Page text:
How Senate Republicans could get tripped up again in 2014 (and how they are trying not to)– Welcome to the 2014 cycle, where most of the early rumblings in the Senate landscape have involved the prospect of Republican infighting. And, after back-to-back cycles in which flawed nominees in Nevada, Missouri, Colorado, Indiana and Delaware cost Republicans dearly, national strategists are already working to prevent history from repeating itself.The question is how.Sen. Jerry Moran (R-Kan.) will be the next chairman of the National Republican Senatorial Committee and will be faced with the task of recruiting better candidates and cultivating a better relationship with conservative groups.“Unless the party is planning to get behind principled, grassroots conservatives, they’re going to continue to run into a fierce headwind,” said SCF Executive Director Matt Hoskins.One of Moran’s vice chairs will be Sen.-elect Ted Cruz of Texas, the shining star of the conservative grassroots this cycle who overcame the odds to defeat heavily favored Lt. Gov. David Dewhurst (R) in a GOP primary/runoff. Part of Cruz’s role at the committee, according to a Republican familiar with NRSC strategy, will be to act as a go-between with conservative groups like the Club and SCF, both of which backed his candidacy this year.
Rand Paul warns GOP ‘in danger of becoming a dinosaur’– Sen. Rand Paul (R-Ky.) urged the Republican party to adopt a more libertarian approach to policy in order to avoid becoming “a dinosaur.”Paul, the libertarian-leaning senator, was speaking in an interview with CNN on Tuesday.”I think my party, the Republican Party, is shrinking. We’re in danger of becoming a dinosaur,” Paul said. “We’re not competitive on the West Coast, we’re not competitive in New England.”
GOP lawmakers float immigration reform plan– Saying they want to get the conversation on immigration reform started, top Senate Republicans on Tuesday introduced a version of the so-called “Dream Act” to grant young illegal immigrants legal status in the US, though not giving them a special path to citizenship.GOP Sens. Jon Kyl and Kay Bailey Hutchison said they have introduced a bill that would reward those who take college classes or join the military.“We have got to get this ball rolling,” said Mr. Kyl, an Arizona Republican who is retiring this year. “We have to have a discussion that is sensible, that is calm.”Their bill would be more limited than the proposals Democrats have sought, which would have been more generous with a path to citizenship and broader in the number of immigrants it would apply to. But Ms. Hutchison, Texas Republican, said she and Mr. Kyl have tried to accommodate some Democratic lawmakers’ concerns.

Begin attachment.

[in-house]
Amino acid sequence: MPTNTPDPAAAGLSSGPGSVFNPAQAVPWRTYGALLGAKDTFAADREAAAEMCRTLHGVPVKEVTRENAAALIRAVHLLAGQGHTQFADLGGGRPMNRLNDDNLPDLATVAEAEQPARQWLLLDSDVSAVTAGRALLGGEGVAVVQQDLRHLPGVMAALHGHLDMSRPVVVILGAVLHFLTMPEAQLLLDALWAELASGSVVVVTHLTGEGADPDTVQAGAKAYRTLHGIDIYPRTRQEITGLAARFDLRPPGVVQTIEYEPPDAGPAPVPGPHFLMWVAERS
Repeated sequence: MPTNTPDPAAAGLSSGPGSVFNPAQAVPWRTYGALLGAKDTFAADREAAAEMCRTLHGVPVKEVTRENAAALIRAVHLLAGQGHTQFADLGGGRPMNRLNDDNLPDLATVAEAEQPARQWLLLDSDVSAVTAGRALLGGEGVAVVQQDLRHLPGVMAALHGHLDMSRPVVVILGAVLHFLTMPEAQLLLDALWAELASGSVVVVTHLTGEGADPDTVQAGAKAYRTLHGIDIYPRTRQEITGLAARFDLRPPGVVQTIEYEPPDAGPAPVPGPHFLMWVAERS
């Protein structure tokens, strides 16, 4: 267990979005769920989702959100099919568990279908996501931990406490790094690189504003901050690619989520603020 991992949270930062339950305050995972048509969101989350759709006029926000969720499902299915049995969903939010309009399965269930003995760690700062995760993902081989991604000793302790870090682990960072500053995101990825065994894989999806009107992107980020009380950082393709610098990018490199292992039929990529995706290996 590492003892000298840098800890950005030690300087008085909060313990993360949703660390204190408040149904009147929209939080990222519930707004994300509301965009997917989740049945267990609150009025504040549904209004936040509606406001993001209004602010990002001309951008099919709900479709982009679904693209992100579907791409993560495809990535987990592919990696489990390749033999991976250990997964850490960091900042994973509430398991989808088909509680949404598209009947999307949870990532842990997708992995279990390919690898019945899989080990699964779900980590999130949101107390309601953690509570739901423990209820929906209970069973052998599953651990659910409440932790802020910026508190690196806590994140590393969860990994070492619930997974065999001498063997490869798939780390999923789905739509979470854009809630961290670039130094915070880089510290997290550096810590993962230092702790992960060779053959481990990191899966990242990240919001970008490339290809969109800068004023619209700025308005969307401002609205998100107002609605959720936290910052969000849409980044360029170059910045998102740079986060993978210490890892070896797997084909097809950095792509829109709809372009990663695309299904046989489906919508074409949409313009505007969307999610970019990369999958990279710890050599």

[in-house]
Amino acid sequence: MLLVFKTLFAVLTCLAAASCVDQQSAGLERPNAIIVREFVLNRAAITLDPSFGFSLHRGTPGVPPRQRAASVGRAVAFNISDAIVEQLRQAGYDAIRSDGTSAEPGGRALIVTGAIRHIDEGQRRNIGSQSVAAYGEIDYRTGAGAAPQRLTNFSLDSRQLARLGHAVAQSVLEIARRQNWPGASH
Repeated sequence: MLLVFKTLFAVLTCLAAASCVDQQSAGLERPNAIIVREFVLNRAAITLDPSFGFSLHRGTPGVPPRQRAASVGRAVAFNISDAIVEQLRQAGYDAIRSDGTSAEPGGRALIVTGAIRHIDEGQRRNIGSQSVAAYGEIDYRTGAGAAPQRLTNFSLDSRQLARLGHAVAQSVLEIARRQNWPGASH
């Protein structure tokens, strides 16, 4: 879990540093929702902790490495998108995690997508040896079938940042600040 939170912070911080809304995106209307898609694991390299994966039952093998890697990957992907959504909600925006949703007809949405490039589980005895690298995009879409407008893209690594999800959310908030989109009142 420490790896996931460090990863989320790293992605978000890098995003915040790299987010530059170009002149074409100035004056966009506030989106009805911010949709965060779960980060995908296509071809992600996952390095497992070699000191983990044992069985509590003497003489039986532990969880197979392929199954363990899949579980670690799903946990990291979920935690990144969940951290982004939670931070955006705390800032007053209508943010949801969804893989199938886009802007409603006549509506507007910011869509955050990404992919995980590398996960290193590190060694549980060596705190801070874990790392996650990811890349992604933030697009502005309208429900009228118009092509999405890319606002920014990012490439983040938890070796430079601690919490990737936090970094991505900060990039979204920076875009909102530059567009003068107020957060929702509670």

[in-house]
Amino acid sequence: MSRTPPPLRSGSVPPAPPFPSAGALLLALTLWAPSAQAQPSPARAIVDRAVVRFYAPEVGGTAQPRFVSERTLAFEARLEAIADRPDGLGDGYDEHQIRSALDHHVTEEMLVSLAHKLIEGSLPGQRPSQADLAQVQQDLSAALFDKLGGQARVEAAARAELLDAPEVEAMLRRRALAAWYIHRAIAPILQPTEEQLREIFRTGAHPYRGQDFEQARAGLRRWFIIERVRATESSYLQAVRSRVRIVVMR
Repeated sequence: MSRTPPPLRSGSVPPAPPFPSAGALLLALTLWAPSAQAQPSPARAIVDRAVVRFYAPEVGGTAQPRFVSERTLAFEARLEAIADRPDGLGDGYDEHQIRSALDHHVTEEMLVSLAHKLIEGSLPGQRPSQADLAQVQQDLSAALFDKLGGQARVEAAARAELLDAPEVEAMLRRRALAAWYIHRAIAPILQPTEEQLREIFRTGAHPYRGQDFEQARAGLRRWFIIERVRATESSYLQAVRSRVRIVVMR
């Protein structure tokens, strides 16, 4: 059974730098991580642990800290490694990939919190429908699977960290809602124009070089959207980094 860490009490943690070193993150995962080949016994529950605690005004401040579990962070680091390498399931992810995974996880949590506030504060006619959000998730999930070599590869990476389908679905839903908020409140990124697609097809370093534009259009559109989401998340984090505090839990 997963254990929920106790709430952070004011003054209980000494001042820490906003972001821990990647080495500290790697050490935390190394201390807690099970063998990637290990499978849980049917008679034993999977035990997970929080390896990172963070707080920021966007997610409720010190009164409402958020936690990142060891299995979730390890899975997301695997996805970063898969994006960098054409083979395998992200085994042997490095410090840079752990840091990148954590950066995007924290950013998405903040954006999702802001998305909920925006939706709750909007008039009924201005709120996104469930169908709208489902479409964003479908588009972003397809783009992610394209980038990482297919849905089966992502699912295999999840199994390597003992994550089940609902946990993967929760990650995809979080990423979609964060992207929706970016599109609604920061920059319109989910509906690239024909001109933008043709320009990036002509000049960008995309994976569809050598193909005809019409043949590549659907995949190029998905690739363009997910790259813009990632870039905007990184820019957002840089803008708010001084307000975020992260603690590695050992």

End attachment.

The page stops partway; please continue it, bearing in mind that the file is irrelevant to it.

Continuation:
The legislation would reward students with higher status the further along they are in pursuing their education. Those who earn a four-year college degree or complete military service could apply for a permanent visa that wouldn’t put them on a new path to citizenship, but would allow them to join existing lines by getting married to a U.S. citizen or finding another opportunity to adjust their status.
In Texas, a rising conservative star takes on the establishment– Hoping to build on momentum from Richard Mourdock’s Tea Party-driven victory over Richard Lugar in the Indiana Senate primary earlier this month, the Tea Party is setting its sights on another possible win Tuesday, this time in Texas.In Tuesday’s Texas Republican Senate primary, Tea Party favorite Ted Cruz, a Cuban-American lawyer with strong conservative bona fides, is hoping to force a runoff against David Dewhurst, lieutenant governor to Rick Perry and the longtime establishment favorite. Former Dallas mayor and businessman Tom Leppert is currently running in third, while former NFL running back and ESPN announcer Craig James trails in fourth place. The four candidates are running for the seat being vacated by retiring Republican Sen. Kay Bailey Hutchison.The winner will go head-to-head with the winner of Tuesday night’s Democratic primary. Paul Sadler, a former state representative, and Sean Hubbard, a first-time candidate, are vying for that spot. In the deeply red state, however, the Republican nominee is expected to prevail in November.